I read a preview for this book and really enjoyed it, but then I read some less than favorable reviews on it and that made me a little hesitant to pick it up. Honestly? I shouldn’t have been. I really enjoyed this book and I thought that Schwab did such a great job creating this city. It’s a post-apocalyptic America. There’s an event that’s referenced a few times throughout the book, but I don’t think we’re every really told what that event is. Whatever it is, it created three different types of monsters. I thought the distinction between the three types of “monster” was very interesting. Honestly, it’s like…everything just kind of makes sense. This type of event creates this monster and so forth. Even though this is a world that doesn’t exist, I feel like the logic is still there and that made the book a lot easier for me to read.

As far as characters go, I thought August was a great character. I really enjoyed reading from his point of view and I felt like the reader was really supposed to sympathize with him. Even though he’s the “monster”, he still has these really human feelings and I was rooting for him the whole time. Kate, on the other hand, I could care less about. I didn’t like her very much as a character and even though she kind of redeemed herself in the end, she didn’t really. I liked that even though there was kind of a romance between these two characters, it was very subtle and definitely not at the forefront of either characters’ mind. That just seemed more realistic to me given the circumstances.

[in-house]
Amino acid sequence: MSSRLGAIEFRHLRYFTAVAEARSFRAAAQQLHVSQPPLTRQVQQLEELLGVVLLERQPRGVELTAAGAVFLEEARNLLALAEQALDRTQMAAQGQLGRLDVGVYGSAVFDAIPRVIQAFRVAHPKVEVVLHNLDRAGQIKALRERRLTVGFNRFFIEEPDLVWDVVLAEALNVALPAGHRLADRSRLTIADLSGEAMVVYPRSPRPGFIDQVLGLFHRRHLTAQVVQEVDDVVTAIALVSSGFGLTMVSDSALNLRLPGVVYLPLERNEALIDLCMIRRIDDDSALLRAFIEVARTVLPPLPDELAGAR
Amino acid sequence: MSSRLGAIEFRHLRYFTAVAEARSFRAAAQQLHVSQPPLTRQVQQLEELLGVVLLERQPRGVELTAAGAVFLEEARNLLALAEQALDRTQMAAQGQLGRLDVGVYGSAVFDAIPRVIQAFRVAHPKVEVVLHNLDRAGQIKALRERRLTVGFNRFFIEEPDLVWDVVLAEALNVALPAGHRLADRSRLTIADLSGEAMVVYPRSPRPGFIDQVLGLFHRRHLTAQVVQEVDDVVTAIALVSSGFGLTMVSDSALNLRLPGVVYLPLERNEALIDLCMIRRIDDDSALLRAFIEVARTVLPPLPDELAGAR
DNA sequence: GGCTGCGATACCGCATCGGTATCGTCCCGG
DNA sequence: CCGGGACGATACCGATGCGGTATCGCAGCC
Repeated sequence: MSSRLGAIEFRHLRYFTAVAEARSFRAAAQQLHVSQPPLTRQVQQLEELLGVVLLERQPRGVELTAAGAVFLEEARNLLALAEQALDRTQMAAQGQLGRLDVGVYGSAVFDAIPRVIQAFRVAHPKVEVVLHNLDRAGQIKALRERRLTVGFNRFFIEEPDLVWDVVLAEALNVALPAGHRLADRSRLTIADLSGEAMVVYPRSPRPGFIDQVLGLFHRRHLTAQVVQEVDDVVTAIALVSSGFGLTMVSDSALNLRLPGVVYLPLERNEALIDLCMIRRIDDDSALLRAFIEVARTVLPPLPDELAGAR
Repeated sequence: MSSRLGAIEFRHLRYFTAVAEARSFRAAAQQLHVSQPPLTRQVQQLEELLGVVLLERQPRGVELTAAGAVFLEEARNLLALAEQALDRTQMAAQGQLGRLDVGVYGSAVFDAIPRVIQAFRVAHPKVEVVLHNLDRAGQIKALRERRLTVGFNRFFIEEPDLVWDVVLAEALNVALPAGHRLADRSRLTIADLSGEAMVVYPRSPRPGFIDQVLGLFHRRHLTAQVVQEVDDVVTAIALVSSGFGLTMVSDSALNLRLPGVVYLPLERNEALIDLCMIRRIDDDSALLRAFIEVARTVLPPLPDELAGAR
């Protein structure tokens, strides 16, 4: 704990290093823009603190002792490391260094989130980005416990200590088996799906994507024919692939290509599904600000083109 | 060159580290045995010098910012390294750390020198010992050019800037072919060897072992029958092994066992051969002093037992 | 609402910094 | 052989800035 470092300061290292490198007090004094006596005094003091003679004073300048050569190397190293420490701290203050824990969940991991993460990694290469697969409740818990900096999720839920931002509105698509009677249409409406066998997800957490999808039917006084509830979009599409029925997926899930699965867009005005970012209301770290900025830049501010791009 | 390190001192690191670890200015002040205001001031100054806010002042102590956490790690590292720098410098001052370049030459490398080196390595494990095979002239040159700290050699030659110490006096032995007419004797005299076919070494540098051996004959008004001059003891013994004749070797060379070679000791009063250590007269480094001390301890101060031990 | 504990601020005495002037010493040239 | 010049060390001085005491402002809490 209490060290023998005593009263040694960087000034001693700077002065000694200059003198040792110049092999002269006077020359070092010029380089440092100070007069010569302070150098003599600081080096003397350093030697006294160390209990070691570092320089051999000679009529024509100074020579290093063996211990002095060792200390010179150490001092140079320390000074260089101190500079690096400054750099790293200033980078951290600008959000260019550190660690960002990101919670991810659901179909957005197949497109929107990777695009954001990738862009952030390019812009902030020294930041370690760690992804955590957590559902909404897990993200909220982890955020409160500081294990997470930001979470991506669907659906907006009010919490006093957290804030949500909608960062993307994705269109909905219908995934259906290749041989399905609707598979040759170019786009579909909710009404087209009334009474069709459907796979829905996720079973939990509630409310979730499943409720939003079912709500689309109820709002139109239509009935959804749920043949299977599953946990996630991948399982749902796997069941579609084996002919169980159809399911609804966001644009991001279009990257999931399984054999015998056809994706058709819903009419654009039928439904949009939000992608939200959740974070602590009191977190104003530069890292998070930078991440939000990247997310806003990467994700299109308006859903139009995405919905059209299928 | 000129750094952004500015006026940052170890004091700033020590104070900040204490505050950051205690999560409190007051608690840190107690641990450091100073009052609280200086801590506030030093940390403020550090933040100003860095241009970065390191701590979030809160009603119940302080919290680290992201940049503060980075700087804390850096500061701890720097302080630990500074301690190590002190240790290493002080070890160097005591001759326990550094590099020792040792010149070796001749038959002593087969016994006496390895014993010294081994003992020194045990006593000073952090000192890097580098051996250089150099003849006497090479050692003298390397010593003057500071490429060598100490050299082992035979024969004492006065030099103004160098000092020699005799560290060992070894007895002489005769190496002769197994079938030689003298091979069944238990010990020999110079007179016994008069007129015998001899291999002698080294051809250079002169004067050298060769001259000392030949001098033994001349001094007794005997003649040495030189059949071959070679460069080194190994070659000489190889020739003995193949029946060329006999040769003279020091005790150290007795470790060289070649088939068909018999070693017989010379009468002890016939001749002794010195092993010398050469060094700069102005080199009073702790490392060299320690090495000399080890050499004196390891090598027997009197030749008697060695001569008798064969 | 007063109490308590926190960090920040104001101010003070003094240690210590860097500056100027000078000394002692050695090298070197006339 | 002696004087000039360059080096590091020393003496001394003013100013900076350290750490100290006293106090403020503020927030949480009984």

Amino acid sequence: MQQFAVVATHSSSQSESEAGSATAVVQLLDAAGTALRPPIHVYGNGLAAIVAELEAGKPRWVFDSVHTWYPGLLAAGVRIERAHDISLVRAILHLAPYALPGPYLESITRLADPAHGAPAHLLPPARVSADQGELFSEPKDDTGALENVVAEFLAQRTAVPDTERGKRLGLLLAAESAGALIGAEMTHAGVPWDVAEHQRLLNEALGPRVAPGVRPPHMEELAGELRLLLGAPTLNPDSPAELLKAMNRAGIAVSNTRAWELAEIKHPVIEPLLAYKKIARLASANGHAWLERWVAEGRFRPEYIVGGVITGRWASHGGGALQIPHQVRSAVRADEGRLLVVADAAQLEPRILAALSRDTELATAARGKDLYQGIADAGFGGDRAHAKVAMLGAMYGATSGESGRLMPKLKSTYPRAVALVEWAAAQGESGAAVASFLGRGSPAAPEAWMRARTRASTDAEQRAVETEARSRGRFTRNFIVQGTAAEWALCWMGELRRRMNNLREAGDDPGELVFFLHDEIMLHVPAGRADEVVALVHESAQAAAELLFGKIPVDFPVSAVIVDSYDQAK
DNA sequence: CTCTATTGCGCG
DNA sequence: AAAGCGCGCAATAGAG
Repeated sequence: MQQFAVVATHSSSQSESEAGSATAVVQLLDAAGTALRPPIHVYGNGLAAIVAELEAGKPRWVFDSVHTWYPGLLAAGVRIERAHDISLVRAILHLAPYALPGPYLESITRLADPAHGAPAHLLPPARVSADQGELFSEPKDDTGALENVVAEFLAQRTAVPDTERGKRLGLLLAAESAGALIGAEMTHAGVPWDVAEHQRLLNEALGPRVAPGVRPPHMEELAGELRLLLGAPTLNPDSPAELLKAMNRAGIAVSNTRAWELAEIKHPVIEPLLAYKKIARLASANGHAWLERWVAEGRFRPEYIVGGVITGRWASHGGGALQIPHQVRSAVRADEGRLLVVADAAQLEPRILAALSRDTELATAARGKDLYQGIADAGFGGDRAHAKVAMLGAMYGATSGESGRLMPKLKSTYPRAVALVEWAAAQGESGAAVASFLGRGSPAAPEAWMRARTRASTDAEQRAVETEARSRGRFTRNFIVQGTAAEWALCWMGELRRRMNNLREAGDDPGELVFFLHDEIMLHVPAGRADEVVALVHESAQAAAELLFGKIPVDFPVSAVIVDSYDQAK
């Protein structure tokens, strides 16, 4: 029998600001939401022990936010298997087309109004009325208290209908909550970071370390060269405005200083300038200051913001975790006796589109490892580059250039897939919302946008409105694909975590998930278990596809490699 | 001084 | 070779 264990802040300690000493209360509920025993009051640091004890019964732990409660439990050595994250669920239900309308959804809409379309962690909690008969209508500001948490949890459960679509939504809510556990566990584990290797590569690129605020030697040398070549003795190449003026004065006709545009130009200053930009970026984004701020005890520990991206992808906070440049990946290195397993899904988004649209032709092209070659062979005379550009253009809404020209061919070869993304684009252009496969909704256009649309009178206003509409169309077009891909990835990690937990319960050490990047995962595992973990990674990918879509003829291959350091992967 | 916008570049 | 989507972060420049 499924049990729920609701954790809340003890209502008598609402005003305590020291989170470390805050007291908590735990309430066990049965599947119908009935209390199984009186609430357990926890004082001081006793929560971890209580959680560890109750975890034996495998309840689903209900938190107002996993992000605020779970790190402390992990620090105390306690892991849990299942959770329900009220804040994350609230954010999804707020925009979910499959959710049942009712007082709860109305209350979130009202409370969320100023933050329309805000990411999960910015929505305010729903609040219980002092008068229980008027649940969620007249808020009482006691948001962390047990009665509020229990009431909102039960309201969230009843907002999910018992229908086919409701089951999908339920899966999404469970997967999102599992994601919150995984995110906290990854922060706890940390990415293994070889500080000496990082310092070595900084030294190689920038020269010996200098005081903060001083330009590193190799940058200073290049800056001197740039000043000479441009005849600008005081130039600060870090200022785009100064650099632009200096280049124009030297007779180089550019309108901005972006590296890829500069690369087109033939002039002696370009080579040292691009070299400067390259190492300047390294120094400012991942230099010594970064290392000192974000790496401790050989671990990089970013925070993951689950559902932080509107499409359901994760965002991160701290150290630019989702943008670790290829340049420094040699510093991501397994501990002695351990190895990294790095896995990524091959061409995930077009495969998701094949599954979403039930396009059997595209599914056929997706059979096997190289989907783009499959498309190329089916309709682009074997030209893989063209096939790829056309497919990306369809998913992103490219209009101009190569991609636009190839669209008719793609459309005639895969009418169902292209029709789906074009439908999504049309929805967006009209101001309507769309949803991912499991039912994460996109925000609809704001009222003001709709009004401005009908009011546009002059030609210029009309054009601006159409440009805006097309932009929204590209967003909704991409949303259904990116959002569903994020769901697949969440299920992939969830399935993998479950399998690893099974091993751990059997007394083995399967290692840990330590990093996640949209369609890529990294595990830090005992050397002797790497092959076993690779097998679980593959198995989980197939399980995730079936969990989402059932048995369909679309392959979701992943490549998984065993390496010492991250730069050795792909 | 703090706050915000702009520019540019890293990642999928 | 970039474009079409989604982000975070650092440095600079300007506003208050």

I thought the setting was really quite amazing. This world that Schwab has created is fascinating to me. She didn’t spend too much time describing setting details but she spent enough time that I really felt like I could see the city and buildings. More than that, I felt like she did a really good job creating an appropriate atmosphere that matched the story.

Overall, I thought this book was really quite good and I look forward to the rest of the series. I feel like there are some things that still need to be explained and I hope that the author is able to explain those things in a reasonable way. This was the first book that I’ve read from Schwab, but now I’m definitely looking forward to reading more.

Overall Rating: 4
Language: Moderate
Violence: Heavy
Smoking/Drinking: Moderate
Sexual Content: Mild